What interest could Ankara possibly have in trying to undermine this newfound peace – if, in fact, Eritrea’s accusations are true? The answer may lie in the other two countries Eritrea accused of participating in these “acts of subversion” – Sudan and Qatar.

Distrust between Eritrea and Sudan is nothing new. In January 2018, Sudan reportedly deployed thousands of soldiers to its border with Eritrea to stem the inflow of Eritrean refugees. Sudan fears a united, Ethiopia-led bloc in the Horn, given Ethiopia’s history of interference in Sudanese affairs, so renewed ties between Eritrea and Ethiopia are worrying. Still, late last year, Sudan announced that it would seek to normalize relations with Eritrea. Sudan has bigger fish to fry, however, and to handle its current domestic unrest, it has called in outside powers for support.

Since late 2018, Sudanese President Omar al-Bashir has faced nationwide protests, sparked by a spike in bread prices, that have posed a serious challenge to his rule. Al-Bashir has sought external support as he tries to maintain his grip on power. Saudi Arabia, which has since 2016 provided financial and military aid to Sudan, failed to support al-Bashir in his time of need. Instead, the Sudanese president got on a plane to Doha, Qatar, where he requested financial support, so his government could subsidize food prices and quell protesters’ frustrations. Saudi Arabia had led a blockade of Qatar since 2017 that was backed by just about every other Middle Eastern capital, so this move was in clear defiance of al-Bashir’s patron. Qatar wasn’t the only one to support al-Bashir during the protests. Photos leaked of private Russian security contractors in Sudan. Their presence was later confirmed by the Russian Foreign Ministry, which said the contractors were training Sudan’s military and law enforcement agencies.

Enter Turkey. In December 2017, Ankara announced that it would partner with Sudan to revive the historical Ottoman port of Suakin in Sudan, which would give Turkey an excellent strategic foothold on the Red Sea from which to challenge Saudi Arabia. Then in January 2019, following the onset of protests against al-Bashir, Sudan’s oil minister revealed that Turkey, along with Russia and the UAE, had provided the government with aid, further undermining Saudi Arabia’s patronage. The rivalry between Ankara and Riyadh is playing out in political disputes such as the murder of exiled Saudi journalist Jamal Khashoggi in Istanbul. But the competition runs much deeper; they are angling for position as leader of Sunni Muslims across the Middle East. By checking Saudi Arabia in the Red Sea, and perhaps interfering with the Ethiopia-Eritrea peace deal, Turkey can limit the broader Saudi-U.S.-Ethiopian alliance’s power in the Red Sea. Suakin port, once functional, could constrain Saudi ships’ passage through the Red Sea and Riyadh’s power more broadly. Sudan seems a willing partner in this Turkish venture.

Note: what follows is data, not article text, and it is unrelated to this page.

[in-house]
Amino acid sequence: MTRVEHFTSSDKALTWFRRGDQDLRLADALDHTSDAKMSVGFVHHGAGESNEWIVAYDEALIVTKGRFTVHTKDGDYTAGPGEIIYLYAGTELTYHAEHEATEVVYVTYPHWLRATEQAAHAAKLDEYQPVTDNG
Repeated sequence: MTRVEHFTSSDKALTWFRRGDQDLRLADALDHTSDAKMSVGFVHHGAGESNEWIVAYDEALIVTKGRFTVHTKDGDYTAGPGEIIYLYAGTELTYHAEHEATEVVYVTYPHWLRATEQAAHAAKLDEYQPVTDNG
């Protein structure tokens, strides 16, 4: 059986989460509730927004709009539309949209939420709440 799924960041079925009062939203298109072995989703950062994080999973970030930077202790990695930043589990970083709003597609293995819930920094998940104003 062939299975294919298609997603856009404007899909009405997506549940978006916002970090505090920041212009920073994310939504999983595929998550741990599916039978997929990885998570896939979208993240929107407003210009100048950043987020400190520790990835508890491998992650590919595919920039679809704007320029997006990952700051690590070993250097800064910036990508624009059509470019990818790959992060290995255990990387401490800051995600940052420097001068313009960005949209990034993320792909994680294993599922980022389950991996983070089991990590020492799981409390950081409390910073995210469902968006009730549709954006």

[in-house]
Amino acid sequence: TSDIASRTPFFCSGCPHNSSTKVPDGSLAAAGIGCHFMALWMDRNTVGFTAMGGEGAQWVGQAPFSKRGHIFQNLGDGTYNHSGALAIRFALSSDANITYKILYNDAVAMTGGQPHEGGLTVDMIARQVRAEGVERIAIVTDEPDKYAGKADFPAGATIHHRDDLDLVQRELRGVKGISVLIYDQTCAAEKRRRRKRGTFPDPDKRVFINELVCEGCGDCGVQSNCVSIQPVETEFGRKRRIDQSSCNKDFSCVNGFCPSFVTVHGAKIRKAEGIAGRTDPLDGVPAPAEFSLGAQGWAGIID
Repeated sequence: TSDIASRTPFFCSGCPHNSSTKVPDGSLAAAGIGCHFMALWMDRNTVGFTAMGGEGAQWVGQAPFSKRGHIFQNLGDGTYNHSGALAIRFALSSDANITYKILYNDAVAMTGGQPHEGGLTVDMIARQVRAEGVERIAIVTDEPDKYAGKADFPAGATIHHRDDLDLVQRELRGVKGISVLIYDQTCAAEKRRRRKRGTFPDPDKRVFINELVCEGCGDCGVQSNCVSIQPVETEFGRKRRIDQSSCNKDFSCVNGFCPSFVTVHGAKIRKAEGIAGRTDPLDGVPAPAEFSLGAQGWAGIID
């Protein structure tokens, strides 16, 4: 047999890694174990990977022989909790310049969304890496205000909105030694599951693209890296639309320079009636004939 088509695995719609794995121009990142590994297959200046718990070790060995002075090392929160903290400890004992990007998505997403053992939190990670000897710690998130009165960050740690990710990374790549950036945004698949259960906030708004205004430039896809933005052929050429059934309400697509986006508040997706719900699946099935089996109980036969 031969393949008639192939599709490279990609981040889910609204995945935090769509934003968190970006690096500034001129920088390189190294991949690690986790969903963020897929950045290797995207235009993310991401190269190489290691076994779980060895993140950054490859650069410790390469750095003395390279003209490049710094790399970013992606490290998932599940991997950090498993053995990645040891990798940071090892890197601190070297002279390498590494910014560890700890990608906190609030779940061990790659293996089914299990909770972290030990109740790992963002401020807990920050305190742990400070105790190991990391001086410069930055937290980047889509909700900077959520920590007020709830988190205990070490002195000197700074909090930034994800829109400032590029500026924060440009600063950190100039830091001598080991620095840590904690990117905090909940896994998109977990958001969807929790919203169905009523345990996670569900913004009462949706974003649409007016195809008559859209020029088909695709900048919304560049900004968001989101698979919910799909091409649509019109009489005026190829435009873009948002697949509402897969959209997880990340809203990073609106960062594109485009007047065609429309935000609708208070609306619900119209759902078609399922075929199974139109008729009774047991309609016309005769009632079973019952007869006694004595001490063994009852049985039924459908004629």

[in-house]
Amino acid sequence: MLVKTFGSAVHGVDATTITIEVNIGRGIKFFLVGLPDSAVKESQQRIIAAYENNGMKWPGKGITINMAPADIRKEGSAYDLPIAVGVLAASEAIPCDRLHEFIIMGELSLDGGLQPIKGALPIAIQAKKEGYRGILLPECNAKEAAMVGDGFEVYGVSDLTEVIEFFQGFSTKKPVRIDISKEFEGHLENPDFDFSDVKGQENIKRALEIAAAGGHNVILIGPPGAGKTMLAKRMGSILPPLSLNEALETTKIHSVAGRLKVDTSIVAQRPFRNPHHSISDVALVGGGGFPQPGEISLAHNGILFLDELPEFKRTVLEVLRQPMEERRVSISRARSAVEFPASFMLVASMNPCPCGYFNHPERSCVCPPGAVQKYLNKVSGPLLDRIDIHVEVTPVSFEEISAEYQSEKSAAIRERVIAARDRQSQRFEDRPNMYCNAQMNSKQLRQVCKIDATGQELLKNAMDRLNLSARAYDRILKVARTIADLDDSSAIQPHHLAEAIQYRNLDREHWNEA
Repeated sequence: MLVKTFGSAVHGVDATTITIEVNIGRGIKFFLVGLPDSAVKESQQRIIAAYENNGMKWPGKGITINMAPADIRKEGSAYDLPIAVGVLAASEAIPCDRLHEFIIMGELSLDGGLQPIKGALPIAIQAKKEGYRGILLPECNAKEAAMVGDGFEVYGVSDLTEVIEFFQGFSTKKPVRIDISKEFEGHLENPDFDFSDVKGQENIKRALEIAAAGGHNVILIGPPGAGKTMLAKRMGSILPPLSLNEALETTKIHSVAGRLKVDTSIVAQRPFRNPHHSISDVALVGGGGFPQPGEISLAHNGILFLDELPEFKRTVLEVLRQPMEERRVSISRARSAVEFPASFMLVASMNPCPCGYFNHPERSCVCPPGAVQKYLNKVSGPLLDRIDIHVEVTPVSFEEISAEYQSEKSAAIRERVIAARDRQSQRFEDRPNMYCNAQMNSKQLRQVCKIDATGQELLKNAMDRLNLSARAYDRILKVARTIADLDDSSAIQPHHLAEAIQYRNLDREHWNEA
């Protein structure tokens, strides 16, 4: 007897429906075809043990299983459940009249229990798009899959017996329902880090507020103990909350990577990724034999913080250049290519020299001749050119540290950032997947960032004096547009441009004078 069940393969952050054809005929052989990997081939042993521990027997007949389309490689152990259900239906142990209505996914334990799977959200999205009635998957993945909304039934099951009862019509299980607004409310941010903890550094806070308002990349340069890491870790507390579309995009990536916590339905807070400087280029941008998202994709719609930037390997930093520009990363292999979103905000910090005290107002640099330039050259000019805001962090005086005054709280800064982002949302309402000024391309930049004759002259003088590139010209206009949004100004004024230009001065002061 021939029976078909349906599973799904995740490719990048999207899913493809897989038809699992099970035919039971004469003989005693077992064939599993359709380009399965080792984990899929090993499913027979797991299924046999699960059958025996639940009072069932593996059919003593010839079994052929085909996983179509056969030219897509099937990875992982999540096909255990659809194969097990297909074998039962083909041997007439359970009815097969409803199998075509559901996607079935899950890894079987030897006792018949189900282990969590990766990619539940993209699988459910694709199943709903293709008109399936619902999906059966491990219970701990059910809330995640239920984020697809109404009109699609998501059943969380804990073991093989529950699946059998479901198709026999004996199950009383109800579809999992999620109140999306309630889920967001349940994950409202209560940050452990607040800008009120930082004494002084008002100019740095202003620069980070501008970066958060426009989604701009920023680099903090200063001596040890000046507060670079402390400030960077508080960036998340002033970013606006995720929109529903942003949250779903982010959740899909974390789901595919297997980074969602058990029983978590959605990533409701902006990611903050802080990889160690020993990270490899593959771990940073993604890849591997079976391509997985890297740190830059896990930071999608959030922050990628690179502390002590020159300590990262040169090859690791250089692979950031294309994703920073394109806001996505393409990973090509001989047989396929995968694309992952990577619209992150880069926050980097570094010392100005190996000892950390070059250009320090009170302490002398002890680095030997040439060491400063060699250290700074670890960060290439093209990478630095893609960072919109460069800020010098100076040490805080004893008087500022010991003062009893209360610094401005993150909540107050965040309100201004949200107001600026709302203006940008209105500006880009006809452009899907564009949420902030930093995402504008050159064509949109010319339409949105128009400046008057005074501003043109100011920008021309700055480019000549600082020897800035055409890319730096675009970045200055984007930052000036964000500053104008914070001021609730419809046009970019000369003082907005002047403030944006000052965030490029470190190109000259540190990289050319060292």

While Saudi Arabia eventually issued tepid statements in support of al-Bashir, it provided no financial or military assistance (at least, not publicly). It did, however, seem to try to undermine the new partnership between Sudan and Turkey. Shortly before al-Bashir’s trip to Doha, a Sudanese National Congress Party leader claimed in an interview with Turkish publication Yeni Safak that an “unnamed country” had offered to provide financial support to Sudan to subsidize food prices, but only if it cut ties with Turkey. It was a barely-veiled reference to Saudi Arabia. (Perhaps Saudi Arabia sees the writing on the wall; it knows that Sudan’s allegiance can be bought, since its own investments managed to lure Sudan away from its long-standing alliance with Iran.) Sudan may be trying to play the bigger powers in the region against one another, but it may find that it’s actually a pawn in a larger game.

In the Other Corner

But it’s not just Turkey, Sudan, Russia and Qatar taking sides; there are other regional and global powers lining up in support of Eritrea, including Egypt, Saudi Arabia and even the United States – all of whom stand to benefit from the Ethiopia-Eritrea peace agreement.